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Tesla backs clean cars bill

Electric-vehicle company’s Australian chairwoman supports New Zealand government’s clean car standard.
Posted on 16 November, 2021
Tesla backs clean cars bill

Tesla’s chairwoman says the clean car standard being proposed by the government will make New Zealand’s fleet among the world’s safest and greenest.

Australian Robyn Denholm was speaking at the Apec CEO Summit 2021 on the same day car manufacturers were making submissions on the Land Transport (Clean Vehicles) Amendment Bill.

Michael Wood, Minister of Transport, says the proposed legislation will require new imported cars to have a lower carbon-dioxide (CO2) emissions average of 145g per kilometre in 2023 and 63.3gCO2/km by 2027. 

The clean car standard would put New Zealand ahead of Europe in terms of making its fleet greener, but marques have asked the government to slow the time frame by two years because the country’s infrastructure cannot support that.

Denholm implied criticism of her home country of Australia, saying the take-up of electric vehicles (EVs) there is slower than comparable jurisdictions at less than one per cent of new-vehicle registrations in 2020.

This is “because there are no meaningful national vehicle or emission standards. We have seen certain state governments starting to lead the way. But, without national standards, they face major headwinds”.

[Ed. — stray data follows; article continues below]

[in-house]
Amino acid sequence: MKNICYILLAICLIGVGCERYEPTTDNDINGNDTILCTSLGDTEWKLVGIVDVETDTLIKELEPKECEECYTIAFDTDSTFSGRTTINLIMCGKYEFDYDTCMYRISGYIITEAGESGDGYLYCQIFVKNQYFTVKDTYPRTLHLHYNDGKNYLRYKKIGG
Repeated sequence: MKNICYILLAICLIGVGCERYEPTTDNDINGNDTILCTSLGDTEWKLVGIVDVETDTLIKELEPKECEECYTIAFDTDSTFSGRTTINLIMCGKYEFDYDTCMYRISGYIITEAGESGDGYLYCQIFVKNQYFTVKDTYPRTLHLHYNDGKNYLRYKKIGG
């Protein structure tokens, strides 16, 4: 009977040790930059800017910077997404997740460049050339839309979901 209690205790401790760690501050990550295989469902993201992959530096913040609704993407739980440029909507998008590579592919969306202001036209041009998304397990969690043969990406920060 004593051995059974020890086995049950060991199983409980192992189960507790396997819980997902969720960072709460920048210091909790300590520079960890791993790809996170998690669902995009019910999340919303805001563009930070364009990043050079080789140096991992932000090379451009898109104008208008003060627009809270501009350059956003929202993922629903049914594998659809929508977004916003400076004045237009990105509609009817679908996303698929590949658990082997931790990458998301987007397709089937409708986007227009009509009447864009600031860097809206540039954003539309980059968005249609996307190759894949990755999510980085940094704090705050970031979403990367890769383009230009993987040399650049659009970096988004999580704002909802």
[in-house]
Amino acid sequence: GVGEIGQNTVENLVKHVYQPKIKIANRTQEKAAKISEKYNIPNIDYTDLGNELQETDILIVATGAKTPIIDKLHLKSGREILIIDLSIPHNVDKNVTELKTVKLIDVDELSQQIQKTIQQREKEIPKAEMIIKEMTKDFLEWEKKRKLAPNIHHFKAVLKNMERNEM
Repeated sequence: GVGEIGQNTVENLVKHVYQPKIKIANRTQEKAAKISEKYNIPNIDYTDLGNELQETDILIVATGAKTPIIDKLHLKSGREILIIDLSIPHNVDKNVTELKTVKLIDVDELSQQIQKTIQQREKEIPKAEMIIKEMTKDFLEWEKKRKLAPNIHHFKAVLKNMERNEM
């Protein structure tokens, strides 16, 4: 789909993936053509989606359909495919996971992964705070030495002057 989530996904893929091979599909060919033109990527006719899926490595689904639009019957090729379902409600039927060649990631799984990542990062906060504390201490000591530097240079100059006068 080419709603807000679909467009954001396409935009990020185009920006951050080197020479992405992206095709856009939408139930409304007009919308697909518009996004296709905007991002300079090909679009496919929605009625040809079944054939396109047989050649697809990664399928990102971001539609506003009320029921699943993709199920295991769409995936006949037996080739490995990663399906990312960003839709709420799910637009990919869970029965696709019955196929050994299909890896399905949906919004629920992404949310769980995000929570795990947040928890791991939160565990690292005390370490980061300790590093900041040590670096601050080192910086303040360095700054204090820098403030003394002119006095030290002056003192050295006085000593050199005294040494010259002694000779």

By comparison, new EV sales in New Zealand have climbed by about three per cent to 12 per cent in a few months since the government introduced the clean car discount this year. Average fleet emissions of new vehicles have dropped by 15 per cent in one quarter, reports NBR.

Denholm, pictured, says: “Today, there are about 1.5 billion cars globally and 16 million are electric – about one per cent. It takes nearly 20 years to turn over the global fleet. With about 60m-70m new vehicles sold each year, the maths is simple – to fully decarbonise transport by 2050, we have to stop selling combustion engine vehicles by around 2030 in most places.

“The number-one thing I urge all countries in the Apec region to do is strengthen emission standards. We have the technologies to succeed but we must accelerate the deployment of them.

“The transition is already accelerating at pace. But I can tell you first-hand getting this far in batteries and EVs has been challenging.

“We’re only at the start. While EV [sales] doubled this year, and batteries tripled, that rate of growth needs to not only continue every year, but rapidly increase.”

Apec countries will be an important part of the equation. To meet objectives, lithium-ion cell production will have to grow by 23 times the current level by 2035, says Denholm. Chile and Australia supply most of the world’s lithium, for example.

Click here for NBR’s full story.